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post #4 of 8 Old 05-01-2009, 05:59 PM Thread Starter
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After seeing all your work on the torque arm, I figured that there was some more magic on a PHB . Thanks for sharing your ideas.

Is all the bending because of interference with gas tank/spare tire well and tailpipes?. I have a lot of pix collected and have seen this done on some and have seen fairly straight triangulated sections on others.

Wow, you really did go the hard way on the chassis-side phb mount. I am looking at either going with the sliding bracket above or a prefabbed piece from one of the circle track places. There is just no getting away from the pain of the axle mount though. I like the gusseting on yours.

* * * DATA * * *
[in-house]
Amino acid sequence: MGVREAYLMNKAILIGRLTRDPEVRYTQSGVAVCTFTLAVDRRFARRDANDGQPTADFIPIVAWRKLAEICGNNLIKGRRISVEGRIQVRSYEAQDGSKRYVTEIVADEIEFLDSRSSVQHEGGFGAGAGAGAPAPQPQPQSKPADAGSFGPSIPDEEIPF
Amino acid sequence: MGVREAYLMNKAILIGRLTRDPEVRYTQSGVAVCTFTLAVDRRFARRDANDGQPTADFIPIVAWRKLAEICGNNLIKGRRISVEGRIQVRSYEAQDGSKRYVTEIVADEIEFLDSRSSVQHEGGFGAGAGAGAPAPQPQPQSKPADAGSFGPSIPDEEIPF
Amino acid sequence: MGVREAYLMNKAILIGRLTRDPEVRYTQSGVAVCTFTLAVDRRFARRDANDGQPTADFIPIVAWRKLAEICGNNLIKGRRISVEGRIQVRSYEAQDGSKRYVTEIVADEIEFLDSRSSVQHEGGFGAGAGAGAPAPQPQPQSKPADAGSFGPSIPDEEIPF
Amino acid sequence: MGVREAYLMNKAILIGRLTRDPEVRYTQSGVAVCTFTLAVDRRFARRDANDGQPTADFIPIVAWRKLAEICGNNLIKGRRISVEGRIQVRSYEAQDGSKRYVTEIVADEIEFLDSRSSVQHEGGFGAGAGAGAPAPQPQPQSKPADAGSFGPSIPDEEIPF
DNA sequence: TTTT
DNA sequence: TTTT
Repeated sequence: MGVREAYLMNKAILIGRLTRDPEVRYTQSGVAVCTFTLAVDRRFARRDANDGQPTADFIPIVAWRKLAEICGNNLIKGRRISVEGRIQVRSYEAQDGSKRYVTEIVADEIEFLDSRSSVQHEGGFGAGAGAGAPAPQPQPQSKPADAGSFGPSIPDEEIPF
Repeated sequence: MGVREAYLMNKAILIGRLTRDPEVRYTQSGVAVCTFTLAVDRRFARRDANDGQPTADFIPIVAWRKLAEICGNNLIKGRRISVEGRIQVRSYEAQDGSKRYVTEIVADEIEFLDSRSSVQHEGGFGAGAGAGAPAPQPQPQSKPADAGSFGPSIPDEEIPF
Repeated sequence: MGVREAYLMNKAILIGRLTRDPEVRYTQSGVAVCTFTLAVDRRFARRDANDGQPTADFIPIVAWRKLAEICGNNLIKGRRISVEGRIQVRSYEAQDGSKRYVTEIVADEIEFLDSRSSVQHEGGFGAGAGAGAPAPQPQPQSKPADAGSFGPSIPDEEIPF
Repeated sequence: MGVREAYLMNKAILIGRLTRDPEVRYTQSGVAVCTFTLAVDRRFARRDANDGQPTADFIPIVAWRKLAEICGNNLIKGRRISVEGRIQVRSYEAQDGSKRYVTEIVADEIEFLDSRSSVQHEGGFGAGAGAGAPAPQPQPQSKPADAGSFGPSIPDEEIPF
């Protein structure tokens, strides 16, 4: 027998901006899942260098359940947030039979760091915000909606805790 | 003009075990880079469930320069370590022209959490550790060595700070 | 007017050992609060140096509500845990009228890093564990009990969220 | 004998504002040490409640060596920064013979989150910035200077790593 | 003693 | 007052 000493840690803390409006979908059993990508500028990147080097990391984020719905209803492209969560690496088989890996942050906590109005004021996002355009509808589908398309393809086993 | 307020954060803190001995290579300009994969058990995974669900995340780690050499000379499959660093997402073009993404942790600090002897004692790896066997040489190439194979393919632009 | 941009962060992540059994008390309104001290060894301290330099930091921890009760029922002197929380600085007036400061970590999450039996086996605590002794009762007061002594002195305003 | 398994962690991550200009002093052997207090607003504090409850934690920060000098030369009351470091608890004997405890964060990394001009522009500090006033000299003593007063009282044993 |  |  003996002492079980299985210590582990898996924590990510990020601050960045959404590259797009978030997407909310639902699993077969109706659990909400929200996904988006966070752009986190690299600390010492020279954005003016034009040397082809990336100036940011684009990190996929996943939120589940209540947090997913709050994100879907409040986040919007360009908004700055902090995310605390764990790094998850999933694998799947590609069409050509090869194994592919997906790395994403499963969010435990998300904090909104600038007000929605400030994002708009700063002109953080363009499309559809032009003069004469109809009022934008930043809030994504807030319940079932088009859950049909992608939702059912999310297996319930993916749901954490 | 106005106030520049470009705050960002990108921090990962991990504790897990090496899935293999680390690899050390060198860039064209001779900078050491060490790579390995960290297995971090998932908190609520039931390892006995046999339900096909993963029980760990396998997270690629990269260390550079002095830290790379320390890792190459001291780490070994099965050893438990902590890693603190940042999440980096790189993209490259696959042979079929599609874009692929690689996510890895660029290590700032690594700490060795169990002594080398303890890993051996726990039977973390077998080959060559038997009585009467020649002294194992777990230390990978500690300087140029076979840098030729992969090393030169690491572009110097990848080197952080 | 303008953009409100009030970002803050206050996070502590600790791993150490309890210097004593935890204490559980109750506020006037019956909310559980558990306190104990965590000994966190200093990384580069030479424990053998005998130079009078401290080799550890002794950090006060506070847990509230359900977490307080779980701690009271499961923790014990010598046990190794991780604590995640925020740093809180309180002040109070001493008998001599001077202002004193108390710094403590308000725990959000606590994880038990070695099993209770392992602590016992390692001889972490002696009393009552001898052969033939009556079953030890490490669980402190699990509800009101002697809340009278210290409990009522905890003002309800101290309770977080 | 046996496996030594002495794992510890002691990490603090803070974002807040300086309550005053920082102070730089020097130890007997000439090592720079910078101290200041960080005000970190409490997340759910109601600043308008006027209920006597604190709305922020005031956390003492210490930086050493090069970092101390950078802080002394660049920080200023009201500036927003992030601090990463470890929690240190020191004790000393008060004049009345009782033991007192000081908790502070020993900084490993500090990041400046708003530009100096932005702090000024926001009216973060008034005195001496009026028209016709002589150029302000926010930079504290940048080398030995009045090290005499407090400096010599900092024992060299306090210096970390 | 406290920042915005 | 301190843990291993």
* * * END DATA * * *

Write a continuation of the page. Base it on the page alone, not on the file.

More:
I'm going to have to stick my head under the car again and do some more calculating.

Neal
-86 coupe project sitting in my garage on a 5 lug conversion.. and the motor is in.. and it runs
-newspeak SUCKS
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post #5 of 8 Old 05-01-2009, 06:52 PM
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Quote:
Originally Posted by sivnalem View Post
After seeing all your work on the torque arm, I figured that there was some more magic on a PHB . Thanks for sharing your ideas.

Is all the bending because of interference with gas tank/spare tire well and tailpipes?. I have a lot of pix collected and have seen this done on some and have seen fairly straight triangulated sections on others.

Wow, you really did go the hard way on the chassis-side phb mount. I am looking at either going with the sliding bracket above or a prefabbed piece from one of the circle track places. There is just no getting away from the pain of the axle mount though. I like the gusseting on yours.

I'm going to have to stick my head under the car again and do some more calculating.